Saturday, 14 July 2018

Book Review - The Things We Need To Say by Rachel Burton - Bookish World Cup - Spain



Amazon UK
Title:  The Things We Need To Say
Author: Rachel Burton
Format reviewed: Ebook
Source: Netgalley
Publisher: HQ Digital 
Publication Date: 11th May 2018
Rating: 5 Stars

Sometimes the things we never say are the most important.
Fran loves Will with all her heart. They had a whirlwind romance, a perfect marriage and a wonderful life. Until everything changed. Now Fran needs to find her way again and teaching a yoga retreat in Spain offers her just that. Leaving behind a broken marriage she has some very important decisions to make.

Will needs his wife, he needs her to open up to him if they’re to ever return to the way things once were. But he may have damaged any possibility he had of mending their relationship and now Fran is in Spain and Will is alone.

As both Fran and Will begin to let go of a life that could have been, fate may just find a way of bringing them back together.

I really wasn't sure what to expect from this novel and for the first quarter I was wondering if I had made the right decision to read it, purely as I was exhausted and not thinking straight. However a few pages later I started to really get to grips with the book and over the course of the next few hours lost myself between the pages of Fran and Will's story. 

I suspect that if I had been through any of the things Fran has been through then I would have been in floods of tears for large amounts of the book as it is emotional, but it is also beautifully written, and really makes you think too. 

The story is told in the present from both Will and Fran's perspectives and also in a series of chapters set int he past slowly chronicling all the highlights and lowlights of their marriage together up to the present.   To start with you are given the bare bones information as to their current situation, but as the book progresses gaps start to be filled in, and with it your opinions may alter. 

Most of the present day of the book is set in Salou, Spain on a yoga retreat that Fran is the instructor on, the trip has not had the best timing in terms of a revelation the day before Fran flies out but it gives the pair a chance to think and reflect on how circumstances have got to this stage. 

I loved the bits where Fran was out and about in the local area and got a real feel for the Catalan area of Spain, complete with its own language and references to current events from the last year or two out in the region.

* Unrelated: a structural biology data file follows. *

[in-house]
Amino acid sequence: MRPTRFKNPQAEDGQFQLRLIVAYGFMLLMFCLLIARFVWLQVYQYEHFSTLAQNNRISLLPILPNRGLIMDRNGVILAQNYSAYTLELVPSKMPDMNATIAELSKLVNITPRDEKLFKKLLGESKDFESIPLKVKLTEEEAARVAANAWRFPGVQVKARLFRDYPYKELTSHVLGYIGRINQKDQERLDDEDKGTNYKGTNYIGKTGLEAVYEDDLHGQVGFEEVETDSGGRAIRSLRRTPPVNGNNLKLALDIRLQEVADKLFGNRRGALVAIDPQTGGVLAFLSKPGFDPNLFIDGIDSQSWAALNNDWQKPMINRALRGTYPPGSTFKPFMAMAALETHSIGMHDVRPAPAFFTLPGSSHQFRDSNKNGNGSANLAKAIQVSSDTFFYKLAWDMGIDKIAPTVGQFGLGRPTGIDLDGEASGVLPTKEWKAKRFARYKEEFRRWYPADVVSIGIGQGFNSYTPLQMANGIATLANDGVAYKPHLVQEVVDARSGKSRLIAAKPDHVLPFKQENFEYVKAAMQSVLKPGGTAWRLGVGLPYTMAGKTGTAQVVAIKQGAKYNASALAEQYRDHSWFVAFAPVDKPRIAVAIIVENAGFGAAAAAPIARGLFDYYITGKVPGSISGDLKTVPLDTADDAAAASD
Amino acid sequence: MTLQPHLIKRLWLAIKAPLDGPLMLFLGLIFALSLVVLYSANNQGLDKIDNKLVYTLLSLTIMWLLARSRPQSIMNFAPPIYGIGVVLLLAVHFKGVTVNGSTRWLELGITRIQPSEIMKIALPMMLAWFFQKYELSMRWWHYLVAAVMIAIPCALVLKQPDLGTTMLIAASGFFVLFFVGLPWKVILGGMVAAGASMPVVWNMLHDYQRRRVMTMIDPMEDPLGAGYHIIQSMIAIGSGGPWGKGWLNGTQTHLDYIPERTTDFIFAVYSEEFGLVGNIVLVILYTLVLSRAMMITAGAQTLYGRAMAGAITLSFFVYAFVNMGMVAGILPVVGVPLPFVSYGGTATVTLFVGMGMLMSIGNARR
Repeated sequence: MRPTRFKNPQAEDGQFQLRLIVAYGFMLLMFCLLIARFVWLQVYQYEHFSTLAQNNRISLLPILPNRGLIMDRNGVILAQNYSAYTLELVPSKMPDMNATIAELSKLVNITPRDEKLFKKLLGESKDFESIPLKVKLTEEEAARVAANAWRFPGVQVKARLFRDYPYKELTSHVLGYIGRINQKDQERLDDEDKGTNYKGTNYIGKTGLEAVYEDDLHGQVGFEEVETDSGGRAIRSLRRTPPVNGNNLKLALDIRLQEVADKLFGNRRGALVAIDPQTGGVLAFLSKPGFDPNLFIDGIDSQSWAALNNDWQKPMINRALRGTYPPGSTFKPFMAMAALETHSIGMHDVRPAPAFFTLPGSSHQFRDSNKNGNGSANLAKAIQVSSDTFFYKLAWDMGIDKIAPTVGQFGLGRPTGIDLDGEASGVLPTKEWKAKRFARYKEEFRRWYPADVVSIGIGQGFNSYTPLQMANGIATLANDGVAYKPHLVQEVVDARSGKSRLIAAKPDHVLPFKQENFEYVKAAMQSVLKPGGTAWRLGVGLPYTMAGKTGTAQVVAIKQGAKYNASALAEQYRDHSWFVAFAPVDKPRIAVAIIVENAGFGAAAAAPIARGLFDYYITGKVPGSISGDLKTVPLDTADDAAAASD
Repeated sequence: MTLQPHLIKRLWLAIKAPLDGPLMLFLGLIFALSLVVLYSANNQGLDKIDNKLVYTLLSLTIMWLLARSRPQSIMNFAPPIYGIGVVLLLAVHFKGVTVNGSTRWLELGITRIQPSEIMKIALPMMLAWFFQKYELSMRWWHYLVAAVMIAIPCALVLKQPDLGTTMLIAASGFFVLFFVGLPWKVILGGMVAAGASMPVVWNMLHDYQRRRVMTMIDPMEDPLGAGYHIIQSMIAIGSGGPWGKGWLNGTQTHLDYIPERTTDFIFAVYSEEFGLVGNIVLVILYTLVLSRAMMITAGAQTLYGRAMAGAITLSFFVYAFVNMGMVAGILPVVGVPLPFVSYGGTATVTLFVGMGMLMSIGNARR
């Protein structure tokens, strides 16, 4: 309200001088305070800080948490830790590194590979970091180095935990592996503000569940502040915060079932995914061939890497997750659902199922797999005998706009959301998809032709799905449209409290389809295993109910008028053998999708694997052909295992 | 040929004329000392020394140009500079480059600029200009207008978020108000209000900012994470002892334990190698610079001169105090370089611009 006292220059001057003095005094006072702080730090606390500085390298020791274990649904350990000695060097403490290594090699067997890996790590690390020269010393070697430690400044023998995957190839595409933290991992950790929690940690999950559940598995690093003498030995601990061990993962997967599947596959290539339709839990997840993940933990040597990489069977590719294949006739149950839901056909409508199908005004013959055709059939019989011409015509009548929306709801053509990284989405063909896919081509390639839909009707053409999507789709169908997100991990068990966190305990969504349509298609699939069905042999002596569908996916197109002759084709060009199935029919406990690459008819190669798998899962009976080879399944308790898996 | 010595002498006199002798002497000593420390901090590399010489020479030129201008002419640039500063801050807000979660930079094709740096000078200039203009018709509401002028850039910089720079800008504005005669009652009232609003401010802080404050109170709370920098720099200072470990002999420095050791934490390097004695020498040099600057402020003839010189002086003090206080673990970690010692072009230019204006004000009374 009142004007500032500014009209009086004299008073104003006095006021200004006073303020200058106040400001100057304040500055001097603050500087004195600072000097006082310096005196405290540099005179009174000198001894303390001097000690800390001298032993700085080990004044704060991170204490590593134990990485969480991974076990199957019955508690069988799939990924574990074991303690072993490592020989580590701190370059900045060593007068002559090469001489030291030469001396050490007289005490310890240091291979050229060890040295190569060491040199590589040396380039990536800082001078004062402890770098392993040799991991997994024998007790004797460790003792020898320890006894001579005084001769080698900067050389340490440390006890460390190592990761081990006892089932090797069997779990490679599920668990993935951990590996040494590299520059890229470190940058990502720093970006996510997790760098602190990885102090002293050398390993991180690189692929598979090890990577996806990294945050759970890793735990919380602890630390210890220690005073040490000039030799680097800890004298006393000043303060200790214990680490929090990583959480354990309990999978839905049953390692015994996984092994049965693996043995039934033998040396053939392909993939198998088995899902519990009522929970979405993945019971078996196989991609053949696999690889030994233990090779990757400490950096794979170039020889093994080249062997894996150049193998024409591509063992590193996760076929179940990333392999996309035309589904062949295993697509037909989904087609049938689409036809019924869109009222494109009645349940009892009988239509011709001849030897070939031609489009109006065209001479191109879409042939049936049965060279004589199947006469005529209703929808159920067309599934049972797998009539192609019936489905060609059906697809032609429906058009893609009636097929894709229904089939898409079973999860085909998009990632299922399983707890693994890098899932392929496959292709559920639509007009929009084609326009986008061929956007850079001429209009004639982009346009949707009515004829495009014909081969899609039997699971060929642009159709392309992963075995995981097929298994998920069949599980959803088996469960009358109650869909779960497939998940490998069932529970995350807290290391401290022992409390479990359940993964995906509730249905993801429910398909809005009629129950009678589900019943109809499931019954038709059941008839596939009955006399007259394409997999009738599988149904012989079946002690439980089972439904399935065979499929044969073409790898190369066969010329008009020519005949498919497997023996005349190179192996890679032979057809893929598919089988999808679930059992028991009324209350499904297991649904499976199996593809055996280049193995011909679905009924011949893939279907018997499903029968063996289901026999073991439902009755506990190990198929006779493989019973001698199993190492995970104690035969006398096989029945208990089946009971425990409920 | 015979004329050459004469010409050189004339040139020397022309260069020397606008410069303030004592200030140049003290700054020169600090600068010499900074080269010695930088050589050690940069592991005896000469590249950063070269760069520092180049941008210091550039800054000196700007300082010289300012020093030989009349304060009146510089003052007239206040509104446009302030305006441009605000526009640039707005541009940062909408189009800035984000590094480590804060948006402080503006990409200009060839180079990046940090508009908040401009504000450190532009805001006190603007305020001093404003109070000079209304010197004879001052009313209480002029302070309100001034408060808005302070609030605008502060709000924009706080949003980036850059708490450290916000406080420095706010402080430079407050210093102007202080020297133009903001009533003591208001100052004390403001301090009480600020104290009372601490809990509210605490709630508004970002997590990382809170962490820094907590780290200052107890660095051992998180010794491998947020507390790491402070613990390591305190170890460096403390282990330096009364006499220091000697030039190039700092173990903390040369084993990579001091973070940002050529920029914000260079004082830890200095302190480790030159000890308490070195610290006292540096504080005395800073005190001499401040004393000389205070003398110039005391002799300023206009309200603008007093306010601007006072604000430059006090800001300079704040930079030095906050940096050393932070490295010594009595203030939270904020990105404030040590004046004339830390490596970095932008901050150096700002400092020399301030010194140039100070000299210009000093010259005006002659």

The other people on the yoga retreat we get to know really well too and I loved being drawn into their stories too, as they are allon the retreat for different reasons but feel that yoga will help them out with their personal situations. 

I wouldn't be surprised if this is a book that will stay on my mind for a while, I'm not sure what I would have done in Fran's position but it certainly gives food for thought. This was the first book I had read by Rachel Burton and it certainly won't be the last,  as I found the story incredibly well written and full of emotion, with believable characters and situations. 

Thank you to Netgalley and HQ Digital for this copy which I have reviewed honestly and voluntarily. 

Guest Post - Living In Spain by Anne Allen - Bookish World Cup - Spain



Photo Credit: Kirsteen Ann Lyons
The omens for our new life in Spain were not good. After a trouble-free two day drive from St Malo to Javea we arrived in evening sunshine to find we had no electricity in our villa. This was January and the nights drew in quickly, leaving us with little time – and no Spanish – to solve the problem. Fortunately the previous owners were staying with friends locally prior to returning to their native South Africa and the husband came round, saying it had been working the day before when they moved out. He and my partner went exploring for the cause and found one of the water heaters  in the under-croft had exploded and water had tripped the mains. The bad news was we needed the Spanish electrician to un-trip it as the fuses were in a special sealed box at the front of the house. Tony, the previous owner, tracked him down but it was awhile before he turned up. In the meantime we had a car to unpack and beds to make in semi-darkness and without heating. By the time power was restored my partner and I were tired and hungry and decamped to a nearby restaurant for warmth, light and food.

Things did improve over the next few days, but it had been a sharp reminder that Spain did things differently to us in Britain. We were not allowed to employ an English electrician and never met a Spanish electrician who spoke English. But we did find an English plumber, and later, an English builder who employed men from various countries. I made valiant attempts to learn Spanish, but was never awfully proficient and struggled with phone calls, in particular. Many ex-pats did speak good Spanish and we came to rely on them when stuck and the local town hall employed a multi-lingual lady specifically to help newcomers like us.

Photo Credit: Kirsteen Ann Lyons
Apart from such issues, Spain was a delight. Even in the tail-end of winter, the sun shone and it was warm enough to walk around without a coat. In fact, I never used a coat or thick jacket in the two years I lived there. I remember eating outside in a restaurant at Christmas with the sun on my face, feeling quite smug knowing my friends and family back home would be shivering around a fire. The area around Javea in the Costa Blanca is a beautiful area of Spain, full of citrus orchards inland and with wonderful beaches, coves and fishing ports on the coast. Spring arrives in late January and the almond trees burst into pink blossom. Whenever my father visited he took it on himself to collect all our almonds and crack them for us, ready for a snack to accompany the gin and tonic topped with lemon from our own tree. Bliss!

Photo Credit: Kirsteen Ann Lyons